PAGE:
The Lean Way – A Better Way – Exists
There’s got to be a better way – and that better way actually exists. One such healthcare provider is ThedaCare, based in Appleton, Wisconsin. ThedaCare is considered to be a world leader in the application of Lean principles in the transformation of their health system over the past 12 or 13 years.
In this video, former CEO Dr. John Toussaint explains his own experience as a patient in one of their “new delivery model” clinics. John shared that first at last year’s Lean Healthcare Transformation Summit (which is happening this week in Dallas, actually).
My physician’s clinic sends out daily batches of lab specimens out to a large testing lab (which is likely deemed to be less the least expensive way). ThedaCare can do the most common blood testing on a small lab analyzer that they have placed in each clinic. I can’t imagine they would have chosen to do that if it were outrageously expensive to do some tests locally, to be part of a better flow. Even if the unit testing cost were higher, does this help them reduce overall costs?
Because Dr. Toussaint had been apparently fasting for his early morning appointment, he was able to get his test results DURING that very same appointment. He and his physician could discuss the results and his plan of care just a few minutes later. Whereas, I would have waited at least a month and it was more like six weeks before I had the test results… and, again, I still haven’t talked with my physician.
I’ll compare and contrast in this table:
|My Clinic||Toussaint’s Clinic|
|Total time at MD office||30 minutes (or possibly 60 minutes across two visits)||25 minutes|
|Time until blood specimen was collected||Next morning||A few minutes|
|Time until blood specimen was placed on the lab analyzer||+2 days||A few minutes, “immediately”|
|Time until lab results were reported back to the physician||+3 days (6 days total)||15 or 20 minutes total|
|Time until patient had lab results||7 weeks total||Immediately|
|Time until MD discussed results and plan of care with patient||
Had appointment with MD on August 3 to talk results (15 weeks total elapsed) — see my comment below
|25 minutes total|
Dr. Toussaint also has access to his own health record through a patient portal that he is able to log into from home. ThedaCare’s EHR system has that capability, it’s turned on, and they are using that to provide a better experience for their patients.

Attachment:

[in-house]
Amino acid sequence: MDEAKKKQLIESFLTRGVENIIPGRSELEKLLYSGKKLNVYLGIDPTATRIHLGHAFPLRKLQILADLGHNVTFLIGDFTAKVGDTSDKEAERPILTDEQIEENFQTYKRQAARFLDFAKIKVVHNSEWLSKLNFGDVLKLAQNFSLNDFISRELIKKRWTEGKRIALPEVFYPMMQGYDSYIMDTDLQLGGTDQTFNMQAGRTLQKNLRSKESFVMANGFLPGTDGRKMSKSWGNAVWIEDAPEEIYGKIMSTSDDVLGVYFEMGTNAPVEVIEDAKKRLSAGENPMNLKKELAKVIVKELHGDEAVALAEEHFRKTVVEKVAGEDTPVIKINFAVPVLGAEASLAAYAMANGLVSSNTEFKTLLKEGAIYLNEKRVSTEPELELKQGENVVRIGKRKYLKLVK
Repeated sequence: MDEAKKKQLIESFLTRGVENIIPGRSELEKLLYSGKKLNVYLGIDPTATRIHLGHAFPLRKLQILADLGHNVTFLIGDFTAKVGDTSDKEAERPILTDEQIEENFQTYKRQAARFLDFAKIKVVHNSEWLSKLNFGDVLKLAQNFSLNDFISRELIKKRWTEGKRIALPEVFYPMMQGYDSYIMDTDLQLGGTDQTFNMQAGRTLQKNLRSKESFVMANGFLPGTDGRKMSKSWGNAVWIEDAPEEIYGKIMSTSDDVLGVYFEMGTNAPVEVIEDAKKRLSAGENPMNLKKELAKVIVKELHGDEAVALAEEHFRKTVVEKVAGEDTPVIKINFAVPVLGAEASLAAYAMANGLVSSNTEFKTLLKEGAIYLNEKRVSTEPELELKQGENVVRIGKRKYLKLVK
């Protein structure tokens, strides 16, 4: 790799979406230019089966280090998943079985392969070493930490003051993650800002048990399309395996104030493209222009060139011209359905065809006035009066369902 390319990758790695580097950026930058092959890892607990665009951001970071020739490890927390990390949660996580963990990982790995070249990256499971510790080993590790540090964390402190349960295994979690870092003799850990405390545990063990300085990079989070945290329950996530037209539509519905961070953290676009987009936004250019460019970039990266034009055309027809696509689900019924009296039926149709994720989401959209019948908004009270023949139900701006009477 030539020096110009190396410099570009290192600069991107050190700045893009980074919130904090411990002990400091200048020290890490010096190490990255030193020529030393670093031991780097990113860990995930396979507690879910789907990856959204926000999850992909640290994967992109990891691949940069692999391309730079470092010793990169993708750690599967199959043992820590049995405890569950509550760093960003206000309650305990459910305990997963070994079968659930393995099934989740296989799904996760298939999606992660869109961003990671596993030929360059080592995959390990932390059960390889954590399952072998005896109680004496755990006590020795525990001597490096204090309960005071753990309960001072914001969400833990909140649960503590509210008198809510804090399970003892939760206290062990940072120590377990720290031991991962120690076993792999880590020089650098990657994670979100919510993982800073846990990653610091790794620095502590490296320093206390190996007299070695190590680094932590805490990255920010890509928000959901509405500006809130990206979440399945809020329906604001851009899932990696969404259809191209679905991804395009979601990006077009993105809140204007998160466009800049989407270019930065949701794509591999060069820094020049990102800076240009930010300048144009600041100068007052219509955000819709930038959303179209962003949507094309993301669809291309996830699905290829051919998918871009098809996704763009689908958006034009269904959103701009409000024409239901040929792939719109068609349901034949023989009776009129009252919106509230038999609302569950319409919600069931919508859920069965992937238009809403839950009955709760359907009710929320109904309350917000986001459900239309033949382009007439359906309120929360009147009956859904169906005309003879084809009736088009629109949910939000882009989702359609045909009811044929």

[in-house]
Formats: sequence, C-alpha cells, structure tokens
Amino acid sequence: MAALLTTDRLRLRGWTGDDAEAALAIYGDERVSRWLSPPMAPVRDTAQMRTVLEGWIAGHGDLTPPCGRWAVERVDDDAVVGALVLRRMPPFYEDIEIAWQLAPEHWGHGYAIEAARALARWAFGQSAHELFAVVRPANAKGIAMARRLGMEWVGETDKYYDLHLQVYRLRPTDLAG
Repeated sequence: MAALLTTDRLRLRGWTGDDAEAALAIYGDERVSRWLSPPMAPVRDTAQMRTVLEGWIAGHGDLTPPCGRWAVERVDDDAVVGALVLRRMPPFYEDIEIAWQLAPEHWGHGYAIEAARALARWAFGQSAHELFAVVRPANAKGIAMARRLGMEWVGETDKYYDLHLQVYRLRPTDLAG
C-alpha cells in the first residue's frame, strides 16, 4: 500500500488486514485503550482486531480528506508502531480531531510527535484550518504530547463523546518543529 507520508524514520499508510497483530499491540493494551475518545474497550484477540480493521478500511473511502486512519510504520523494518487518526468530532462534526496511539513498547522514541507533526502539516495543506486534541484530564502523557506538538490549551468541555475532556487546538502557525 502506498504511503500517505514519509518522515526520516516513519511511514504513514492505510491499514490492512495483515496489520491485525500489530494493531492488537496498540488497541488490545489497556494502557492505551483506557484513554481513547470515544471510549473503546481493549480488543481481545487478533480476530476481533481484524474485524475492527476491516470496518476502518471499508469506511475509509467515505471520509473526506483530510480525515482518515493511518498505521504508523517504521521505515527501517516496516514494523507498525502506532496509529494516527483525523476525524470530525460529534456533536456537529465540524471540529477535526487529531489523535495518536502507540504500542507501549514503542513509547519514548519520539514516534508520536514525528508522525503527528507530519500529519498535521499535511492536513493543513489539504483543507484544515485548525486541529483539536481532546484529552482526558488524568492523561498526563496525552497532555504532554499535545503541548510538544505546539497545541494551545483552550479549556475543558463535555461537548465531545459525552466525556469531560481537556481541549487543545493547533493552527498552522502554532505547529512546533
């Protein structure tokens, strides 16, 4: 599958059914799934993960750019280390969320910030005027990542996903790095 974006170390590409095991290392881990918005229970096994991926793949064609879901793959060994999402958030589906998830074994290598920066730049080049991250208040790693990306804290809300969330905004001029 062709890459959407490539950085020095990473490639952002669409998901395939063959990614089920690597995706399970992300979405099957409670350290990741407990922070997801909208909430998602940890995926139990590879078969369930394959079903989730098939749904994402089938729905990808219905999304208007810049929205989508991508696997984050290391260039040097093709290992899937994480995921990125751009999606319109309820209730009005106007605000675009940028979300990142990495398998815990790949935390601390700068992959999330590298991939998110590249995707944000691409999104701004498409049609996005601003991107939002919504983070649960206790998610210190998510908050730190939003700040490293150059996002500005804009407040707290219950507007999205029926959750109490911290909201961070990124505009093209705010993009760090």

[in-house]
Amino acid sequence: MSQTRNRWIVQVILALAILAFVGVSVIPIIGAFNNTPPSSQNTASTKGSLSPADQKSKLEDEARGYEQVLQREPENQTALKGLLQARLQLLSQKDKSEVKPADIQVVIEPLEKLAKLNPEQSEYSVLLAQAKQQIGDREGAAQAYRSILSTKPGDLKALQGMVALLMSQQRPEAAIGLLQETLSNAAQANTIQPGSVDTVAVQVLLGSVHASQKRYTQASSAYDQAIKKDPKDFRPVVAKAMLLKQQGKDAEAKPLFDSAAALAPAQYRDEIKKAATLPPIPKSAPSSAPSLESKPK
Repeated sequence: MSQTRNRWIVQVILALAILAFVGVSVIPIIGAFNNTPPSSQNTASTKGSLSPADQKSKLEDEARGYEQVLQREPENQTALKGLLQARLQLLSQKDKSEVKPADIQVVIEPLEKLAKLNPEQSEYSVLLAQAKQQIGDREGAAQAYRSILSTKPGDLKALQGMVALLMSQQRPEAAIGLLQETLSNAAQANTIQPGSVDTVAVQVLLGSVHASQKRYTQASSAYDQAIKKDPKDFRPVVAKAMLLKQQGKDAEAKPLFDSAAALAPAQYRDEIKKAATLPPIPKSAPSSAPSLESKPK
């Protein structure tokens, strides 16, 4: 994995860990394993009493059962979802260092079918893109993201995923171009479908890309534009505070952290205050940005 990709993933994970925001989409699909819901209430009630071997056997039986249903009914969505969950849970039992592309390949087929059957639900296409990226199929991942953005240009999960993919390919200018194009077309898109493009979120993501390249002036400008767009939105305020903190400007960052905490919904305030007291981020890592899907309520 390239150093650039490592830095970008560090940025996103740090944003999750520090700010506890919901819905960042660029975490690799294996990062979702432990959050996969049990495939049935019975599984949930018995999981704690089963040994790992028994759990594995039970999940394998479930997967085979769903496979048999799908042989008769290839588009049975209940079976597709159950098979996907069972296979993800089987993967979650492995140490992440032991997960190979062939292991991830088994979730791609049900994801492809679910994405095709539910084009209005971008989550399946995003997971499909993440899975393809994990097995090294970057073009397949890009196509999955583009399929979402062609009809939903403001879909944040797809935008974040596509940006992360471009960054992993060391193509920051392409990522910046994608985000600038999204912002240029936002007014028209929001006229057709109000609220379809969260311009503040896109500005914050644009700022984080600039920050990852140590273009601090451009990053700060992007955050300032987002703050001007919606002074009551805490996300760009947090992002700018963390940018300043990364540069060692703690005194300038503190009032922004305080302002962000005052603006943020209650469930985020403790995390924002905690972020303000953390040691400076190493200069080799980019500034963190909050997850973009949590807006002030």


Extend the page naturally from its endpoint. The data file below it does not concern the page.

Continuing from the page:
My primary care physician has been putting the entire burden on me to ask:
- Where are my lab results?
- How are you going to get them to me?
- When are we going to talk about my care?
If my condition were life threatening or if my condition appeared to be getting worse, I’d have more urgency in following up with the physician. I hope she would feel the same way and would react accordingly. I’m a relatively healthy middle-aged man, but I’d still like to be treated better.
What Could My Clinic Do?
Even if my physician is not going to bring their lab testing in house and if they’re not going to offer an online health record, I’d sure appreciate it if they would:
- Be more proactive in reaching out to share the test results
- Offer a way to scan and email the results rather than trying to fax them
It’s not rocket science. It’s not brain surgery. They would just need to put some effort into it. They might complain that they are not reimbursed for providing that level of service and that they’re barely getting by. But, I’m not convinced that better service has to cost more when we are practicing Lean – engaging people, reducing waste, and improving flow.
I’m Tired of Waiting for Results
I’m tired of waiting for results in two different ways.
- I’m tired of waiting for test results. The best my clinic would do is about a week’s turnaround time, instead of what’s possible (<30 minutes at ThedaCare)
- I’m tired of waiting for everybody in our health system to get on board with improvement
My wife and I are moving from San Antonio to Fort Worth for her next career move. When we get there, I guess my option is to shop around and find a physician and clinic that does things differently.
Moving to Wisconsin is not an option (no offense… it’s too cold).